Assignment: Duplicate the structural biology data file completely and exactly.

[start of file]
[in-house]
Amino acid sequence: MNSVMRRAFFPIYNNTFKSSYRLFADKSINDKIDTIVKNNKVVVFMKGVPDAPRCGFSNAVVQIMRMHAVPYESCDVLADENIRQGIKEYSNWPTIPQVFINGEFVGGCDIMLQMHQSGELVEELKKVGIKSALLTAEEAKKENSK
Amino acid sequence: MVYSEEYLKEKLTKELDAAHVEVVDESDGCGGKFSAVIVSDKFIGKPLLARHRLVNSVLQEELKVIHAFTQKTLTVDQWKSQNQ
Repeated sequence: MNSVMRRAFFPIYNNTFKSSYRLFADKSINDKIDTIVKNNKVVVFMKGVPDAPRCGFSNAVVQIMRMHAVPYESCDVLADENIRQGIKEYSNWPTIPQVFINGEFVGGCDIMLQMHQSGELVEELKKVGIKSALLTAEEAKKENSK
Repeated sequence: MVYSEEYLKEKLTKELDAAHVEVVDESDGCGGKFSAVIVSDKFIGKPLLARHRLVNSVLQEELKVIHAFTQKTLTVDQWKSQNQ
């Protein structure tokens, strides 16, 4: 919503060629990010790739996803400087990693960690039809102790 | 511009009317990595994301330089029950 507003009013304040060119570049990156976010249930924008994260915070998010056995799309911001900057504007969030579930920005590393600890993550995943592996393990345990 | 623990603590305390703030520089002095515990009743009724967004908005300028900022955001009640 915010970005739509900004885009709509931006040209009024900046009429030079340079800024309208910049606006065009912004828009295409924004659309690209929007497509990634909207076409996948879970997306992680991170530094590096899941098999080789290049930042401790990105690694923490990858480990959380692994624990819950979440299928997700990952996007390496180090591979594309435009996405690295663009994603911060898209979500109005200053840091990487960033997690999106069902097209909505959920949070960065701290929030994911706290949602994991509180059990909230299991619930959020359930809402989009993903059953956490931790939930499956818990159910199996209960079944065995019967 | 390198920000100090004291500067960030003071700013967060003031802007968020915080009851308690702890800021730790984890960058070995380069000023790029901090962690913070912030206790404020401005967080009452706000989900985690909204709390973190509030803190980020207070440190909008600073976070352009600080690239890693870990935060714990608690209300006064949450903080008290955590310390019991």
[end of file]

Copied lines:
[in-house]
Amino acid sequence: MNSVMRRAFFPIYNNTFKSSYRLFADKSINDKIDTIVKNNKVVVFMKGVPDAPRCGFSNAVVQIMRMHAVPYESCDVLADENIRQGIKEYSNWPTIPQVFINGEFVGGCDIMLQMHQSGELVEELKKVGIKSALLTAEEAKKENSK
Amino acid sequence: MVYSEEYLKEKLTKELDAAHVEVVDESDGCGGKFSAVIVSDKFIGKPLLARHRLVNSVLQEELKVIHAFTQKTLTVDQWKSQNQ
Repeated sequence: MNSVMRRAFFPIYNNTFKSSYRLFADKSINDKIDTIVKNNKVVVFMKGVPDAPRCGFSNAVVQIMRMHAVPYESCDVLADENIRQGIKEYSNWPTIPQVFINGEFVGGCDIMLQMHQSGELVEELKKVGIKSALLTAEEAKKENSK
Repeated sequence: MVYSEEYLKEKLTKELDAAHVEVVDESDGCGGKFSAVIVSDKFIGKPLLARHRLVNSVLQEELKVIHAFTQKTLTVDQWKSQNQ
């Protein structure tokens, strides 16, 4: 919503060629990010790739996803400087990693960690039809102790 | 511009009317990595994301330089029950 507003009013304040060119570049990156976010249930924008994260915070998010056995799309911001900057504007969030579930920005590393600890993550995943592996393990345990 | 623990603590305390703030520089002095515990009743009724967004908005300028900022955001009640 915010970005739509900004885009709509931006040209009024900046009429030079340079800024309208910049606006065009912004828009295409924004659309690209929007497509990634909207076409996948879970997306992680991170530094590096899941098999080789290049930042401790990105690694923490990858480990959380692994624990819950979440299928997700990952996007390496180090591979594309435009996405690295663009994603911060898209979500109005200053840091990487960033997690999106069902097209909505959920949070960065701290929030994911706290949602994991509180059990909230299991619930959020359930809402989009993903059953956490931790939930499956818990159910199996209960079944065995019967 | 390198920000100090004291500067960030003071700013967060003031802007968020915080009851308690702890800021730790984890960058070995380069000023790029901090962690913070912030206790404020401005967080009452706000989900985690909204709390973190509030803190980020207070440190909008600073976070352009600080690239890693870990935060714990608690209300006064949450903080008290955590310390019991």